To configure this setting, use the Initial Catalog parameter in the connection string. To change the database after connecting, use the ChangeDatabase( ) method. This property isn't supported by Oracle databases.


 String   serverName   = Connection.DataSource; 

Returns a string that specifies the location of the data source. This is almost always the name of the server running the database software (for example, "ProductionSQLServer"). The value of (local) or localhost designates the current computer, regardless of its computer name.


To configure this setting, use the Data Source parameter in the connection string.

Provider [OLE DB only]

 String   providerName   = Connection.Provider; 

Returns the name of the underlying OLE DB provider that this OleDbConnection is using to connect to the data source. This matches the name format used in the connection string. Table 18-2 lists some common examples.

Table 18-2. Commonly used OLE DB drivers




OLE DB provider for SQL Server


OLE DB provider for Oracle 7.3 and 8


OLE DB provider for Access (and other Jet data sources)


To configure this setting, use the Provider parameter in the connection string.

PacketSize [SQL Server only]

 Int32   packetSize   = Connection.PacketSize; 

Returns the size (in bytes) of the network packets that communicate with SQL Server. This value must fall between 512 and 32767 bytes and defaults to 512. Typically, a packet size of 512 bytes is ideal for small messages. However, if you know in advance that your application will primarily be used to transfer large amounts of data (e.g, it performs bulk copy operations or manipulates large text or image fields), larger packet sizes may improve performance because they require fewer network read and write operations.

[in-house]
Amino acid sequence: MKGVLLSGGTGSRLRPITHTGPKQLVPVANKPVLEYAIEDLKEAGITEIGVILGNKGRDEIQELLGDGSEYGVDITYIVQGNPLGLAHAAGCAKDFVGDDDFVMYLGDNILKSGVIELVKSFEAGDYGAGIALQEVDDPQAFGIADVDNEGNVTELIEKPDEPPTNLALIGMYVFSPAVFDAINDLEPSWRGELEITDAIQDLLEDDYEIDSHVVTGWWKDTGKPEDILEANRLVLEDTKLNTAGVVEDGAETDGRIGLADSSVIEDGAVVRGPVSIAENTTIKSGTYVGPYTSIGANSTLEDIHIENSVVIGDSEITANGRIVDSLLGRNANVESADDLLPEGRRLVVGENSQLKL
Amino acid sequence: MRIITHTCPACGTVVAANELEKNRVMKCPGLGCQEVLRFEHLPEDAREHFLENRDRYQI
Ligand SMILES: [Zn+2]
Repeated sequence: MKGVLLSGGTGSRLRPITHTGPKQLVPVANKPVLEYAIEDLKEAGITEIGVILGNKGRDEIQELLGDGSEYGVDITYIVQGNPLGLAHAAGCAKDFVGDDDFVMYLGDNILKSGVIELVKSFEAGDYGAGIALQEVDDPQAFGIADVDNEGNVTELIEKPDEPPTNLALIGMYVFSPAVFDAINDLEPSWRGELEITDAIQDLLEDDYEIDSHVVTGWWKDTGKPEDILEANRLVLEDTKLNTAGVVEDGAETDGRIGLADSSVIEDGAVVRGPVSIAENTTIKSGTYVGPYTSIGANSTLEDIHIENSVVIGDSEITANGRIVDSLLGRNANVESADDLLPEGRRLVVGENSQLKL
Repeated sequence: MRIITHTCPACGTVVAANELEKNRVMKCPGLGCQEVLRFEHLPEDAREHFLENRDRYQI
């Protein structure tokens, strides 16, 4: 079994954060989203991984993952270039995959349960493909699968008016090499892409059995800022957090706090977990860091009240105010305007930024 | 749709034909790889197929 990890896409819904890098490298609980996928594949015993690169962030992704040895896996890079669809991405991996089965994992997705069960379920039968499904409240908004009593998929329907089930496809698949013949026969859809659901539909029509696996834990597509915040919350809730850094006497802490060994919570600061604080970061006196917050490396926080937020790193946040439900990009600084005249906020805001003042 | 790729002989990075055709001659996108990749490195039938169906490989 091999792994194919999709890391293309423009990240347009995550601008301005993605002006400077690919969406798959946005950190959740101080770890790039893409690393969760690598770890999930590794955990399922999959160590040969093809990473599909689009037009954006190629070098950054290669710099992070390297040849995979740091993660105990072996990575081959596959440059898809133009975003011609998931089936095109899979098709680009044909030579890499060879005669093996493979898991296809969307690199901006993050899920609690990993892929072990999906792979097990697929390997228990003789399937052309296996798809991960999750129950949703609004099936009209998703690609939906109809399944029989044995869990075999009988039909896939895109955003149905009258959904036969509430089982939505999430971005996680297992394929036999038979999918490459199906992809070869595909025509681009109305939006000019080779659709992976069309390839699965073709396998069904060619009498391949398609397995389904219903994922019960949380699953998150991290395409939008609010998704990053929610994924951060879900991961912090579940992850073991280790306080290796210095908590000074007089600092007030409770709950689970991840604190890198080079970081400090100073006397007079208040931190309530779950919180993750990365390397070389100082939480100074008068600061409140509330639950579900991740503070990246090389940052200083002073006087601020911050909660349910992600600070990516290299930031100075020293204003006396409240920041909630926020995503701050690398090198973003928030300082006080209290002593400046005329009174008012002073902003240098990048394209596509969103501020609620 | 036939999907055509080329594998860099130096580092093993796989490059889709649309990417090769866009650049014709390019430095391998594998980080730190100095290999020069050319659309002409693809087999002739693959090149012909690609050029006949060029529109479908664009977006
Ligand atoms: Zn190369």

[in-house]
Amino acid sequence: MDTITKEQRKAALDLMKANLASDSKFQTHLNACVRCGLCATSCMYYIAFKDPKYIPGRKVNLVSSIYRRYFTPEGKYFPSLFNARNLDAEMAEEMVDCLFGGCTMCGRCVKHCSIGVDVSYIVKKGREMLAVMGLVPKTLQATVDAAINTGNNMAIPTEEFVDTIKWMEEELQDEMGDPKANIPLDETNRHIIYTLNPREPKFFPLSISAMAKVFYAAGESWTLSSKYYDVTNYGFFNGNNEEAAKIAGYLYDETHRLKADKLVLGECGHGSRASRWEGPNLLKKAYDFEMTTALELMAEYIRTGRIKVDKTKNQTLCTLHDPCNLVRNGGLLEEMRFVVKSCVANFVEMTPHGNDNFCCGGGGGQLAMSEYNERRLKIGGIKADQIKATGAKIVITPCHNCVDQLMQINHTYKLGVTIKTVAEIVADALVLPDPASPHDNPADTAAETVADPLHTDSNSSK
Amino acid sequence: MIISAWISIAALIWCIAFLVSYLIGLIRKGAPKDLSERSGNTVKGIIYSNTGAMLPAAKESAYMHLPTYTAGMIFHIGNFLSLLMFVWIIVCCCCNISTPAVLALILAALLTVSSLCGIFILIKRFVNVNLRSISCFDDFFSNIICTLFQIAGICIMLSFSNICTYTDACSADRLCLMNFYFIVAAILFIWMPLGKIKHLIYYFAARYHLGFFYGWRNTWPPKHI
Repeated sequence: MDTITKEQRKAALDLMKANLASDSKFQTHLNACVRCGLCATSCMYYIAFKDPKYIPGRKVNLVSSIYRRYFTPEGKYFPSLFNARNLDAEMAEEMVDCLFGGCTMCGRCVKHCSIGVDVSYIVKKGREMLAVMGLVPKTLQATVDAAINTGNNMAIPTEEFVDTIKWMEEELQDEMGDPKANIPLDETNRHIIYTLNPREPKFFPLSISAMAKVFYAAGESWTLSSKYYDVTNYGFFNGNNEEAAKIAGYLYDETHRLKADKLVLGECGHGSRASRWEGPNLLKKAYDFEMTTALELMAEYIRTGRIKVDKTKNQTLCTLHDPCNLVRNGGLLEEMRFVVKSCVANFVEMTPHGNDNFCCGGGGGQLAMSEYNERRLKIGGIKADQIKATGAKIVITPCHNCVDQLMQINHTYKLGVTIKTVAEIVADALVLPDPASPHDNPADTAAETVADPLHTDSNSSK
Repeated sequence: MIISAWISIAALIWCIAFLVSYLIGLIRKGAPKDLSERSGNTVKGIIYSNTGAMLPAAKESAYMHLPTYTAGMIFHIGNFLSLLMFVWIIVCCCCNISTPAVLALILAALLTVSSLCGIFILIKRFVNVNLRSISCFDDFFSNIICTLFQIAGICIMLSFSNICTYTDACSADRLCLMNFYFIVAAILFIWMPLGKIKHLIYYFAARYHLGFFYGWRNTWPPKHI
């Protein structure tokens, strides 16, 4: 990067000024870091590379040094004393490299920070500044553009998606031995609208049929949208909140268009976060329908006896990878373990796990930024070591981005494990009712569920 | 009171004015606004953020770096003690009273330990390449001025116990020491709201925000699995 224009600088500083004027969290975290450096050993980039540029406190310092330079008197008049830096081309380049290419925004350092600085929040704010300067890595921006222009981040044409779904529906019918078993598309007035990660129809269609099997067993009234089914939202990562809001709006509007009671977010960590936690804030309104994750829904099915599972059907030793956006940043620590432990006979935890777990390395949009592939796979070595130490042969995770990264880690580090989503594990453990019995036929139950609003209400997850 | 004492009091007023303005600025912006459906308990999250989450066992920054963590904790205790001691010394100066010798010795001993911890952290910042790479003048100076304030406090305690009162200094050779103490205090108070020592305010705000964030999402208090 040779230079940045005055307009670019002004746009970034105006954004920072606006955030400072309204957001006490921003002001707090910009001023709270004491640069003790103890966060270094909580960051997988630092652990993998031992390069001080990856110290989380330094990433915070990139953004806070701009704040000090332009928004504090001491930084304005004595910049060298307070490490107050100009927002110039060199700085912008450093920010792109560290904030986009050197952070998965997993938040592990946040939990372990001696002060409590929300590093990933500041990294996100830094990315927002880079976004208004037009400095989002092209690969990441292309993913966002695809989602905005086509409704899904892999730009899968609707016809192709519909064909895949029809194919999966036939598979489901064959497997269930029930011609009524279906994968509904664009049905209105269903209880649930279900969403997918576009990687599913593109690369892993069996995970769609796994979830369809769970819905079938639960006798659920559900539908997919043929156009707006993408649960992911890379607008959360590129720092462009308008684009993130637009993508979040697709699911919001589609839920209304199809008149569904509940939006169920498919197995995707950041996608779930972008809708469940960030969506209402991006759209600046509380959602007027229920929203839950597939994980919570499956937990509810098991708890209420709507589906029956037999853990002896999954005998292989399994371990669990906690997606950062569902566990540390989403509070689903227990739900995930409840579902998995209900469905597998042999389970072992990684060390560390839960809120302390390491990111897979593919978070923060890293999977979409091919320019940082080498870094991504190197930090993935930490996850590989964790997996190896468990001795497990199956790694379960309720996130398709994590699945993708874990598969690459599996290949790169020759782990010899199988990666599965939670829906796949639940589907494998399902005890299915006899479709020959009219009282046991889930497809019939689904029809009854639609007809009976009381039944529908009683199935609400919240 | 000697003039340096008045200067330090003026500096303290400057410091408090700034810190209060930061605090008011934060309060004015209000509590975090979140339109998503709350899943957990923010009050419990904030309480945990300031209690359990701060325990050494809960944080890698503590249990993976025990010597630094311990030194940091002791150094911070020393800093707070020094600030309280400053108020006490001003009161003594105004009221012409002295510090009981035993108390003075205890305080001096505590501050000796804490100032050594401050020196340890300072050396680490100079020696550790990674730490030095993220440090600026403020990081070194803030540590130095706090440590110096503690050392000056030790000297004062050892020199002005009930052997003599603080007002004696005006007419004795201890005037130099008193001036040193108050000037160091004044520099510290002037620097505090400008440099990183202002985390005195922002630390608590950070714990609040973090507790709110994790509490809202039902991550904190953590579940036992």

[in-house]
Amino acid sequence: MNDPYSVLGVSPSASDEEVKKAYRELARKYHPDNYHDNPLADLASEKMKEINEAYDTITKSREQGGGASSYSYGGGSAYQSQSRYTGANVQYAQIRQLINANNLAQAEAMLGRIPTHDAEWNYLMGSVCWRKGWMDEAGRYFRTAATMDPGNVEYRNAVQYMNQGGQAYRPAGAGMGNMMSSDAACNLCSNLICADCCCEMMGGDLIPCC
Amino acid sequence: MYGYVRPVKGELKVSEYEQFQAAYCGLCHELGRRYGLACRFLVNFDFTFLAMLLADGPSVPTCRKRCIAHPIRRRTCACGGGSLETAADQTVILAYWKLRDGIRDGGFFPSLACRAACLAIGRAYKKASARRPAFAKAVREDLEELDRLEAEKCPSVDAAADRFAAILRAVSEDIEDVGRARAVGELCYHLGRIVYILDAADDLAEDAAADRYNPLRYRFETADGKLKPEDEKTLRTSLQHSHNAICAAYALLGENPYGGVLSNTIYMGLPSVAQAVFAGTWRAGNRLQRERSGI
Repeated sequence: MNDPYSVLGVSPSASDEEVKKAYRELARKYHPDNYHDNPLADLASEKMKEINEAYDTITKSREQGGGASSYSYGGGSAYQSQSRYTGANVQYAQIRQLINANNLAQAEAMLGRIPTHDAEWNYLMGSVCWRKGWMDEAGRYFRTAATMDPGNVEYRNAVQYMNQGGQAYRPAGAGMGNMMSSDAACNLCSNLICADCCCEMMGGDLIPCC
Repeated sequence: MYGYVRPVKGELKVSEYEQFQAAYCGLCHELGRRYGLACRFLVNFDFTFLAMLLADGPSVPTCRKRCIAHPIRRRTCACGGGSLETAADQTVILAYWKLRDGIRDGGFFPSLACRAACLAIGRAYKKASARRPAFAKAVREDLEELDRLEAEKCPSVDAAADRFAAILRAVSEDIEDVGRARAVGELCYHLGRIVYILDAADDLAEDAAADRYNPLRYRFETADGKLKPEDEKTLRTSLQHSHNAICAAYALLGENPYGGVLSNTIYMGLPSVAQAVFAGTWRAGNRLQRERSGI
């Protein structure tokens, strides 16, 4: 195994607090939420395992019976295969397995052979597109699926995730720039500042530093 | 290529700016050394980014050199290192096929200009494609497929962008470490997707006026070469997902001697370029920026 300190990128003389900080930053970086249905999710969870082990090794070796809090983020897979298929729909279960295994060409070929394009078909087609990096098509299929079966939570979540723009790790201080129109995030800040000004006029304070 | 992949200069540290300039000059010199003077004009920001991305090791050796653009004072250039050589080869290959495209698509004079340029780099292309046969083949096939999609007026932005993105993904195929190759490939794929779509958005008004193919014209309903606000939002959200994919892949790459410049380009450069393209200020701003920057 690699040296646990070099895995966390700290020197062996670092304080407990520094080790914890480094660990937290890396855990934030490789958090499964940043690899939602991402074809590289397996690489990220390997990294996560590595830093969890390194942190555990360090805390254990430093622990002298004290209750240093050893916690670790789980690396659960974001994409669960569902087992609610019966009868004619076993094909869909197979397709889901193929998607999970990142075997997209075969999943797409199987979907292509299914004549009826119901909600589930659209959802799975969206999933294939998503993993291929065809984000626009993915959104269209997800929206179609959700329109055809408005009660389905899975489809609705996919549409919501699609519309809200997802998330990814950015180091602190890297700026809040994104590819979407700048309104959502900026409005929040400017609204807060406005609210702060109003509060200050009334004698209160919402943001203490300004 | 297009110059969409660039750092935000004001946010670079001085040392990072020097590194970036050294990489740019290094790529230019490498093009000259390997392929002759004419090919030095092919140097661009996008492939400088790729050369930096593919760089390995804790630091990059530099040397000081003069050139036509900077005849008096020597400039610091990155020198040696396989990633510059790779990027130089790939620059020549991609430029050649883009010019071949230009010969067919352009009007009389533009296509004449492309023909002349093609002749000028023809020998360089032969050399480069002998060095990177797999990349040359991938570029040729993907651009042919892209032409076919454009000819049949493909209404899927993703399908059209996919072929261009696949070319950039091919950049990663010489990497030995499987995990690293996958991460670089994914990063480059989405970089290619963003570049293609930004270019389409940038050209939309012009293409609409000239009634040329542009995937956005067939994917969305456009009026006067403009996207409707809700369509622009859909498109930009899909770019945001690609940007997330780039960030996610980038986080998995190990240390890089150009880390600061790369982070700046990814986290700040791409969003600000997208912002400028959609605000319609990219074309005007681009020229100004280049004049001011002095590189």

To configure this setting, use the Packet Size parameter in the connection string.


 String   version   = Connection.ServerVersion; 

Returns a string with version information for the data source. This property is accessible only after a connection has been opened. This is typically in the format MM.mm.rrrr . The first two digits are the major version, the next two digits are the minor version, and the last four digits are the release version. Some providers may append a product-specific version, as in "08.01.0001 R3"

For OLE DB providers, this maps to the OLE DB DBPROP_DBMSVER property. If the OLE DB provider doesn't support this property, an empty string is returned.


 ConnectionState   state   = Connection.State; 

Returns the current state of the connection, as a bitwise combination of one or more values from the ConnectionState property. Currently most providers simply return ConnectionState.Open or ConnectionState.Closed and don't use other values such as ConnectionState.Fetching .

Retrieving this property incurs some slight overhead, because it requires a call to the OLE DB DBPROP_CONNECTIONSTATUS property. It is therefore not a good technique to poll this value repeatedly in a tight loop while performing database operations.

WorkstationId [SQL Server only]

 String   id   = Connection.WorkstationId; 

Returns a string with the name of the connecting client. By default, this setting returns the computer name of the client computer.


You can configure this setting with the Workstation ID parameter in the connection string. If you set this value (with any value other than an empty string), it takes precedence over the computer name.

ADO. NET in a Nutshell
ADO.NET in a Nutshell
ISBN: 0596003617
EAN: 2147483647
Year: 2005
Pages: 415